Ukrainian air defenses worked furiously against the Russian assault Tuesday on power generation and transmission facilities, including in Ukraine’s western region that borders Poland. Ukraine’s military said 77 of the more than 90 missiles fired were brought down, along with 11 drones.
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Russia said it didn't launch the missile that landed in Poland. A Defense Ministry spokesman said no Russian strike Tuesday was closer than 35 kilometers (22 miles) from the Ukraine-Poland border. The Kremlin denounced Poland’s and other countries’ initial response and, in rare praise for a U.S. leader, hailed Biden's "restrained, much more professional reaction."
"We have witnessed another hysterical, frenzied, Russo-phobic reaction that was not based on any real data," Kremlin spokesman Dmitry Peskov said.
Still, Ukraine was under countrywide Russian bombardment Tuesday by barrages of cruise missiles and exploding drones, which clouded the initial picture of what exactly happened in Poland and why.
The Polish president said the projectile was "most probably" a Russian-made S-300 missile dating from the Soviet era.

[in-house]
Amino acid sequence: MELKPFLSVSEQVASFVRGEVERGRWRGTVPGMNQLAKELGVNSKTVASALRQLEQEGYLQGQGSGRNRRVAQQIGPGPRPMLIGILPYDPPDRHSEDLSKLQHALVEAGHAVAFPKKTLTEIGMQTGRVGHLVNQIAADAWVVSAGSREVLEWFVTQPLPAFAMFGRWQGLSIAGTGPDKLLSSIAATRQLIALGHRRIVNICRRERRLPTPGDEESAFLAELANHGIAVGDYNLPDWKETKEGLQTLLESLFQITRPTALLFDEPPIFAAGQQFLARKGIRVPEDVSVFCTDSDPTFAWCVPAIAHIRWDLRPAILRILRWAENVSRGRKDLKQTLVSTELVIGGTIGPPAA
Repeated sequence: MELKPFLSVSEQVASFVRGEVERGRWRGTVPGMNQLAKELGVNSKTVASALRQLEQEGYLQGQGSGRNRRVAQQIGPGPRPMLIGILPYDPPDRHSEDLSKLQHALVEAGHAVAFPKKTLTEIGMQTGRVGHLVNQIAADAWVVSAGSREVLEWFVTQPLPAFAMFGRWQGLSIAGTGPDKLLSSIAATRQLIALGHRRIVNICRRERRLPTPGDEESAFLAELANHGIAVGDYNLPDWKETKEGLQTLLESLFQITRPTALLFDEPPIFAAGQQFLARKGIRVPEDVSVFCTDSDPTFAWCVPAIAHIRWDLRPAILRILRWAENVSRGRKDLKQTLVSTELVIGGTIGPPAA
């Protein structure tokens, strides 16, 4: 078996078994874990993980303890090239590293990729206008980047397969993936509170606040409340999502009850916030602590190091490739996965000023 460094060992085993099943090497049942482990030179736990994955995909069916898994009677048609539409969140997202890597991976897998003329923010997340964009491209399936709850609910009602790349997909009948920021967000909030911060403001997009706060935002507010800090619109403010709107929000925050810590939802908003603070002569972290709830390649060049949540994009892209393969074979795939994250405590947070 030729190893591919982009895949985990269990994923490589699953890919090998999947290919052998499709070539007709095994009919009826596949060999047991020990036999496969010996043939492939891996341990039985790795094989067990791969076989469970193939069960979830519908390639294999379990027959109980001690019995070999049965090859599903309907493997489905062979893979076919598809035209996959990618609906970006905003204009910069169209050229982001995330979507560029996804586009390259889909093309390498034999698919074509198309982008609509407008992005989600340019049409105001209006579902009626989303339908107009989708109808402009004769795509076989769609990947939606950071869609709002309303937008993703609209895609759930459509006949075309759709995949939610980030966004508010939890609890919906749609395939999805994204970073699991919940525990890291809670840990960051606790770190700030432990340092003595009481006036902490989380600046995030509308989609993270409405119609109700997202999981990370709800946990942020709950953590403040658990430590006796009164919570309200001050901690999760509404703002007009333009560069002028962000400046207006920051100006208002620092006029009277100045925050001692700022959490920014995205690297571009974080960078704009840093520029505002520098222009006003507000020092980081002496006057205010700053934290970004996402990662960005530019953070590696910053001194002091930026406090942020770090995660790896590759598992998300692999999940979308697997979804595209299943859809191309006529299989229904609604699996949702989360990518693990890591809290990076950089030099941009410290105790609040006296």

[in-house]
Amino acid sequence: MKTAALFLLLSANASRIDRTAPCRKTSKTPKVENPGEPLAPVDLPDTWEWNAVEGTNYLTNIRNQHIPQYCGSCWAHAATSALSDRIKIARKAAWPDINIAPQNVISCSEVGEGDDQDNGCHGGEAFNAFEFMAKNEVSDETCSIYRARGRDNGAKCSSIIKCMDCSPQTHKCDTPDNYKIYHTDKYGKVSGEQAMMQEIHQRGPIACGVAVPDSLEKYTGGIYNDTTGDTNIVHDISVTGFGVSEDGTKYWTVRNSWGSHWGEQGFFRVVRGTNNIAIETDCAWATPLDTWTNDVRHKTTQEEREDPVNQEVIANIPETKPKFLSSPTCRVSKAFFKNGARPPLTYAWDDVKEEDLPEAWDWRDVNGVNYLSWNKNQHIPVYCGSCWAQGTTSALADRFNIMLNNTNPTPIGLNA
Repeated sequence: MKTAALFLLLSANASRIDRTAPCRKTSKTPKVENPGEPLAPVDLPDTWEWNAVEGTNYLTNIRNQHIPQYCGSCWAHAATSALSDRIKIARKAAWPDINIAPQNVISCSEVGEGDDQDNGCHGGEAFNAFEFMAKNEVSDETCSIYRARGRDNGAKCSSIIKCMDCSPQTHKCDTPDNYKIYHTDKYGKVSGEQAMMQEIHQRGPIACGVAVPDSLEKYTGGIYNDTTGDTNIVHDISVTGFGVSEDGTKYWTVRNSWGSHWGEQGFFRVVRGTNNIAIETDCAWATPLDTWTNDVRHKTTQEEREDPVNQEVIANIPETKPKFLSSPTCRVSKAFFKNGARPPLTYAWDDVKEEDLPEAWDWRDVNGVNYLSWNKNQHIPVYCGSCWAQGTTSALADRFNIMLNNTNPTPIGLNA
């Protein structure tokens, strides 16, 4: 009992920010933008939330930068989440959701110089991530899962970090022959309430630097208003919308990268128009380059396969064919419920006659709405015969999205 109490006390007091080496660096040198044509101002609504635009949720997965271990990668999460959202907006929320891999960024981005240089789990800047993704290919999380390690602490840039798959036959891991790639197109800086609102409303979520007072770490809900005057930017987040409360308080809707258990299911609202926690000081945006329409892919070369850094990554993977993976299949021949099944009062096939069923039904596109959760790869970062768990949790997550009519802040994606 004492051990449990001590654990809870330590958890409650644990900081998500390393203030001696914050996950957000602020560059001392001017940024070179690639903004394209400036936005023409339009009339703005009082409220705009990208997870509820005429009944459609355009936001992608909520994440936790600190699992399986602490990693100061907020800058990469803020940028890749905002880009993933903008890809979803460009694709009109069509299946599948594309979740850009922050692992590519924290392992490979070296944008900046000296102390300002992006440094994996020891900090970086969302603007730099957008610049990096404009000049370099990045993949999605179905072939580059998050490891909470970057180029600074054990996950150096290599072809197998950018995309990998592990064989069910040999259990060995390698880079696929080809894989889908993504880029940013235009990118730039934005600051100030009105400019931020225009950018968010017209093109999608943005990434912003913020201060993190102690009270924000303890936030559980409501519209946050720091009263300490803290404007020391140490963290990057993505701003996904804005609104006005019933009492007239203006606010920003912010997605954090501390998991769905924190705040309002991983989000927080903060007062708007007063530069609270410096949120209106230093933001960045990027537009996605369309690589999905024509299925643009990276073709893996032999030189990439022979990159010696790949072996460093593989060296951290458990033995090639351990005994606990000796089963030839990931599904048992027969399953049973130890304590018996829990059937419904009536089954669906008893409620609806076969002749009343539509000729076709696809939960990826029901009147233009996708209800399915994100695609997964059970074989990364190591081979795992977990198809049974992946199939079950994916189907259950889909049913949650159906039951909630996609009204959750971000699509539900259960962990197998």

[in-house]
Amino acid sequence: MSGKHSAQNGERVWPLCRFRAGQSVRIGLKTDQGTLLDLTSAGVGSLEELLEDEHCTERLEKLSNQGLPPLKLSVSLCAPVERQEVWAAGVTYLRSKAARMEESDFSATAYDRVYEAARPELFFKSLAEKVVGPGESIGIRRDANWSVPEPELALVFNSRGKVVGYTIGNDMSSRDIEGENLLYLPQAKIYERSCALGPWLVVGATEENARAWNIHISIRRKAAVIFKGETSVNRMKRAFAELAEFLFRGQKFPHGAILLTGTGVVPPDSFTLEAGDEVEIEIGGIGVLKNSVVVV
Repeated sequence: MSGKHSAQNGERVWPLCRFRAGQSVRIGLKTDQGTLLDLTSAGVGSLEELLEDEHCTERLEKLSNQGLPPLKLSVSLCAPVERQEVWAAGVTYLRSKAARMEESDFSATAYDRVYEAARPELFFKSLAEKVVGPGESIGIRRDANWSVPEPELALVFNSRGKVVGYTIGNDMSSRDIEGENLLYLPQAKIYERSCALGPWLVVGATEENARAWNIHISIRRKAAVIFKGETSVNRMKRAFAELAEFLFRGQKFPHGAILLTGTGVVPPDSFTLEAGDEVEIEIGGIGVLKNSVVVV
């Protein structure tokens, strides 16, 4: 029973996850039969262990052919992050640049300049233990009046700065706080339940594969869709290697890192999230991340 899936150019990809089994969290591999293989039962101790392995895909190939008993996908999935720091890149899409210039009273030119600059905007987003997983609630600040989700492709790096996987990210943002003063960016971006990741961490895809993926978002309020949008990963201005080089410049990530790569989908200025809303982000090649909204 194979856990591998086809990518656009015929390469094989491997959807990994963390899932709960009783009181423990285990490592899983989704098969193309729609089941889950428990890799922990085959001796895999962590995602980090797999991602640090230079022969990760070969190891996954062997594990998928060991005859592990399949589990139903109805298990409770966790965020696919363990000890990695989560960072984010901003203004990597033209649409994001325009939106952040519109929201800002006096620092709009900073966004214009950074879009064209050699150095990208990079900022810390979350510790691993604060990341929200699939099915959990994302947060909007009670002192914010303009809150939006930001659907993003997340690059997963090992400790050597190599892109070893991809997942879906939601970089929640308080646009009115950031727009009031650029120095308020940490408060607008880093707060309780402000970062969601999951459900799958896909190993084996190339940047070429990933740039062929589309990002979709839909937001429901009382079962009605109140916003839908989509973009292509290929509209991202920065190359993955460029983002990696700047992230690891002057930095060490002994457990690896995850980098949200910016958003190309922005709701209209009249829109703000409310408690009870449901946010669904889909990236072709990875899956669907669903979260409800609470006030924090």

"It was a huge blast, the sound was terrifying." said Ewa Byra, the primary school director in the eastern village of Przewodow, where the missile struck. She said she knew both men who were killed — one was the husband of a school employee, the other the father of a former pupil.
Another resident, 24-year-old Kinga Kancir, said the men worked at a grain-drying facility, one as a guard, the other driving tractors.
"It is very hard to accept," she said. "Nothing was going on and, all of a sudden, there is a world sensation."
Ukraine said it wants immediate access to the site. Oleksiy Danilov, head of Ukraine’s National Security and Defense Council, advocated on Twitter for a "joint examination of the incident."
In Europe, NATO members Germany and the U.K. laced calls for a thorough investigation with criticism of Moscow.
"This wouldn’t have happened without the Russian war against Ukraine, without the missiles that are now being fired at Ukrainian infrastructure intensively and on a large scale," said German Chancellor Olaf Scholz.
U.K. Prime Minister Rishi Sunak said: "This is the cruel and unrelenting reality of Putin’s war."
Ukrainian President Volodymyr Zelenskyy called it "a very significant escalation." On the other end of the spectrum, China called for calm and restraint.